Monday, July 30, 2007
A satirical look at satire. Or is it?
While at the grocery store, I mentioned to Wlofie that the Weekly World News was closing down (you know, the “newspaper” that reported about Bat Boy). We then got into a conversation about other satirical newspapers that were having problems these days, but is it any wonder why?
Do you know Cory Mashburn and Ryan Cornelison?
If you do, don't approach them. Call 911 and order up a SWAT team. They're believed to be in the vicinity of McMinnville, Ore., where they're a clear and present danger to the community. Mashburn and Cornelison were recently charged with five counts of felony sexual abuse, and District Attorney Bradley Berry has pledged to have them registered for life as sex offenders.
Oh, by the way, the defendants are in the seventh grade.
Where can satire go after that?
I ask you? Is this satire? Or real?
What is a nerd? Mary Bucholtz, a linguist at the University of California, Santa Barbara, has been working on the question for the last 12 years. She has gone to high schools and colleges, mainly in California, and asked students from different crowds to think about the idea of nerdiness and who among their peers should be considered a nerd; students have also “reported” themselves. Nerdiness, she has concluded, is largely a matter of racially tinged behavior. People who are considered nerds tend to act in ways that are, as she puts it, “hyperwhite.”
And what about this?
During the 40-minute speech, Bush also promised to bring an end to the severe war drought that plagued the nation under Clinton, assuring citizens that the U.S. will engage in at least one Gulf War-level armed conflict in the next four years.
“You better believe we're going to mix it up with somebody at some point during my administration,” said Bush, who plans a 250 percent boost in military spending. “Unlike my predecessor, I am fully committed to putting soldiers in battle situations. Otherwise, what is the point of even having a military?”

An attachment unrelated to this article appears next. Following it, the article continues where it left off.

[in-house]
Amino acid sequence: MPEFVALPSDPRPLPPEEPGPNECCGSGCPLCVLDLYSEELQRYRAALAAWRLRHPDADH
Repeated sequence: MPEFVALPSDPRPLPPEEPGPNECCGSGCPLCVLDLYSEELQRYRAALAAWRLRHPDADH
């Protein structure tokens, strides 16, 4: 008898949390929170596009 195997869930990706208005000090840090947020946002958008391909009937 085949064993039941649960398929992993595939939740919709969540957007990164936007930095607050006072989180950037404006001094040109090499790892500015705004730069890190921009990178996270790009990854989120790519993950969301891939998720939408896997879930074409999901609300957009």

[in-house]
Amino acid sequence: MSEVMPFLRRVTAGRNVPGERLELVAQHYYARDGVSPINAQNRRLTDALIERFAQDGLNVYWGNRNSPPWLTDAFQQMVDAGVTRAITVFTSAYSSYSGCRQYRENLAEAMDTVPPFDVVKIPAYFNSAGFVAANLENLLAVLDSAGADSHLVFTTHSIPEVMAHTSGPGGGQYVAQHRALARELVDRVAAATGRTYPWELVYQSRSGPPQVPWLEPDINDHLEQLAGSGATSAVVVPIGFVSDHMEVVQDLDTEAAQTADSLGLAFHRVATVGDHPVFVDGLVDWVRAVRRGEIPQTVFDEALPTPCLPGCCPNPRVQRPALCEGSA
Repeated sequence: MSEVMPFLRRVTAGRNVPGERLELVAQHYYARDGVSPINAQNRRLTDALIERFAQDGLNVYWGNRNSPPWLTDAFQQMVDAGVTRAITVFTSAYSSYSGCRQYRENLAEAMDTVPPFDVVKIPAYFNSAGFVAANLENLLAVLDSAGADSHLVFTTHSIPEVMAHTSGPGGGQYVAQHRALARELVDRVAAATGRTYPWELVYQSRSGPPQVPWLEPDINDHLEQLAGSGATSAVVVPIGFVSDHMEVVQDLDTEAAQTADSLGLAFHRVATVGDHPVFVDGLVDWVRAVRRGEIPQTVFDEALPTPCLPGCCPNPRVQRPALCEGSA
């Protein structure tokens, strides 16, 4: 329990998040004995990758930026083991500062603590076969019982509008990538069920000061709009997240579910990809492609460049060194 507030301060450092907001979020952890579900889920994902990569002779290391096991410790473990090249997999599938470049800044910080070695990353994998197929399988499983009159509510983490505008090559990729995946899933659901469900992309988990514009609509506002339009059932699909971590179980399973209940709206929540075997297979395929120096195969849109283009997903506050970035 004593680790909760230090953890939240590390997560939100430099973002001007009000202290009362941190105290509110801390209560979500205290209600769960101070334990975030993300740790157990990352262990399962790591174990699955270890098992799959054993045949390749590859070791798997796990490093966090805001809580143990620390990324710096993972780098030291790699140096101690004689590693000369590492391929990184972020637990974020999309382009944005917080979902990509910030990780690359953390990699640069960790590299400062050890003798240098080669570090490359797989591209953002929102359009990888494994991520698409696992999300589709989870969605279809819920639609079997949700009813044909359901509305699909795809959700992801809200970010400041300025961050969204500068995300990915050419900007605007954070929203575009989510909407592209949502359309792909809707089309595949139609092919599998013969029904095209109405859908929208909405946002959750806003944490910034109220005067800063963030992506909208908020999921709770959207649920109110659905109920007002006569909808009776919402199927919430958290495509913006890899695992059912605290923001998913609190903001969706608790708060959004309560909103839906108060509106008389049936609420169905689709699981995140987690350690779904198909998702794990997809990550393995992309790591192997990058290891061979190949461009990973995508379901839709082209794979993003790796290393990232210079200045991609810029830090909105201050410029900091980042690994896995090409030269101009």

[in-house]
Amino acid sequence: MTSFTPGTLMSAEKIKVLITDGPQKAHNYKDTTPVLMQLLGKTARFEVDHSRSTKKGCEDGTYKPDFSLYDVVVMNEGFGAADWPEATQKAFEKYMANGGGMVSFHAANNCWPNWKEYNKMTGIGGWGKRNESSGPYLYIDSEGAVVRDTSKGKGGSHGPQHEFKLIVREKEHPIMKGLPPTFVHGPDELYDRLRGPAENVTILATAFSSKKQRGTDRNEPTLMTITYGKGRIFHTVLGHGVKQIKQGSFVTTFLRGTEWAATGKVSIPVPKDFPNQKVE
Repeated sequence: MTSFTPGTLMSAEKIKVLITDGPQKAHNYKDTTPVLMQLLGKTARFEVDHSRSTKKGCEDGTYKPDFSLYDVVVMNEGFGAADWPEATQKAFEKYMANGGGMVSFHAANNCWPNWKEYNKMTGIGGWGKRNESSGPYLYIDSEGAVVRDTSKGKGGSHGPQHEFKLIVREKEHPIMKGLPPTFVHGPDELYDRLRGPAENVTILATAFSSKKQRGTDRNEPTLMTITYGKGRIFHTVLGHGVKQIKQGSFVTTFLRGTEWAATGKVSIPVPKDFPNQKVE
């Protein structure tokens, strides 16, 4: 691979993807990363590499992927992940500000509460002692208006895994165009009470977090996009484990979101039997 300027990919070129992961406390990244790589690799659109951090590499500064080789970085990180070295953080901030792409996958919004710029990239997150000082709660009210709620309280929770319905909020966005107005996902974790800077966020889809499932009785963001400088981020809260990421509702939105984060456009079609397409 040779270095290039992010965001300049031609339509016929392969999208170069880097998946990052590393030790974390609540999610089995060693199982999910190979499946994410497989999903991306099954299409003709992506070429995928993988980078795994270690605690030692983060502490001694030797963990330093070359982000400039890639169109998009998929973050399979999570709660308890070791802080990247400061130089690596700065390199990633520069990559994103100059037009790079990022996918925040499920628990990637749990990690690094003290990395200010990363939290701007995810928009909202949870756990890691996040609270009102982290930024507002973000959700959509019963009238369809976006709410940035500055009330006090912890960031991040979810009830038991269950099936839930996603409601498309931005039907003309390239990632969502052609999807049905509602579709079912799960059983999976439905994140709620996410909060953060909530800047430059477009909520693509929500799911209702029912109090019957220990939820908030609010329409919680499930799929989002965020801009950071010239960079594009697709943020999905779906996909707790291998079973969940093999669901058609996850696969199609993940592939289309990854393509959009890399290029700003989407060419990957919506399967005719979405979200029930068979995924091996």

I hate to say this, but the second quote, written in January of 2001, is supposedly satire while the first quote, written yesterday, is supposedly not.
How can The Onion compete with 12-year long studies on nerdom?
Okay, one more example, this time, about the Sultan of Brunei's private airplane:
What happened to his private, luxurious A-340 or B-777 (all decked out with gold poopers and seating for ten people)?
It's in the shop being remodeled. The poopers are now being replaced with swiveling models that can be turned to face away from Mecca when the plane is on certain routes. Until now the plane often had to change course during pooping, which led to trouble with the aviation authorities.
True, or false?
A few years ago, I would have said that's just plain silly. But now? What with Canadians complaining about their health care system and English kids looking up to Hitler, reality is giving satire a really good run for its money.
And given how Muslims are touchy about their religion, I can easily see the Sultan installing swiveling toilets in his plane. But in reality, it's not clear if it's true or not.
Which, I guess, is the best that satire can do these days.